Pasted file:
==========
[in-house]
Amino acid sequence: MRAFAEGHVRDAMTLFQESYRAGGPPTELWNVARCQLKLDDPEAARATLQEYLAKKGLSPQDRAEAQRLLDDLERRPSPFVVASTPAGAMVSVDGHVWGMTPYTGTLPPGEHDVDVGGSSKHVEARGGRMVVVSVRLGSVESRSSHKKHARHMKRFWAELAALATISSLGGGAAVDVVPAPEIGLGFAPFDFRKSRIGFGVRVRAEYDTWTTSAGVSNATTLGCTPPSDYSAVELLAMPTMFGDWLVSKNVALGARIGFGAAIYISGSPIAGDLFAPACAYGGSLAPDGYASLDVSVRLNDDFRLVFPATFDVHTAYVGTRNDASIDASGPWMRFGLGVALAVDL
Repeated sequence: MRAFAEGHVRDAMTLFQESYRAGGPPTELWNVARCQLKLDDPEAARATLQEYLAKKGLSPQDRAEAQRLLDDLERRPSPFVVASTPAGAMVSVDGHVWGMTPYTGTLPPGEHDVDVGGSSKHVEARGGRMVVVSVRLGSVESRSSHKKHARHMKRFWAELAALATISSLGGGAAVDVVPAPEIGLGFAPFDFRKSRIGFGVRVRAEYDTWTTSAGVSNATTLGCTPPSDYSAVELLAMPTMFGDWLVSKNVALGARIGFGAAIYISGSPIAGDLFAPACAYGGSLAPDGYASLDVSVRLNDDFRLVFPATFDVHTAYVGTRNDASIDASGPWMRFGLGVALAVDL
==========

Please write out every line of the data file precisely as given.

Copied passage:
[in-house]
Amino acid sequence: MRAFAEGHVRDAMTLFQESYRAGGPPTELWNVARCQLKLDDPEAARATLQEYLAKKGLSPQDRAEAQRLLDDLERRPSPFVVASTPAGAMVSVDGHVWGMTPYTGTLPPGEHDVDVGGSSKHVEARGGRMVVVSVRLGSVESRSSHKKHARHMKRFWAELAALATISSLGGGAAVDVVPAPEIGLGFAPFDFRKSRIGFGVRVRAEYDTWTTSAGVSNATTLGCTPPSDYSAVELLAMPTMFGDWLVSKNVALGARIGFGAAIYISGSPIAGDLFAPACAYGGSLAPDGYASLDVSVRLNDDFRLVFPATFDVHTAYVGTRNDASIDASGPWMRFGLGVALAVDL
Repeated sequence: MRAFAEGHVRDAMTLFQESYRAGGPPTELWNVARCQLKLDDPEAARATLQEYLAKKGLSPQDRAEAQRLLDDLERRPSPFVVASTPAGAMVSVDGHVWGMTPYTGTLPPGEHDVDVGGSSKHVEARGGRMVVVSVRLGSVESRSSHKKHARHMKRFWAELAALATISSLGGGAAVDVVPAPEIGLGFAPFDFRKSRIGFGVRVRAEYDTWTTSAGVSNATTLGCTPPSDYSAVELLAMPTMFGDWLVSKNVALGARIGFGAAIYISGSPIAGDLFAPACAYGGSLAPDGYASLDVSVRLNDDFRLVFPATFDVHTAYVGTRNDASIDASGPWMRFGLGVALAVDL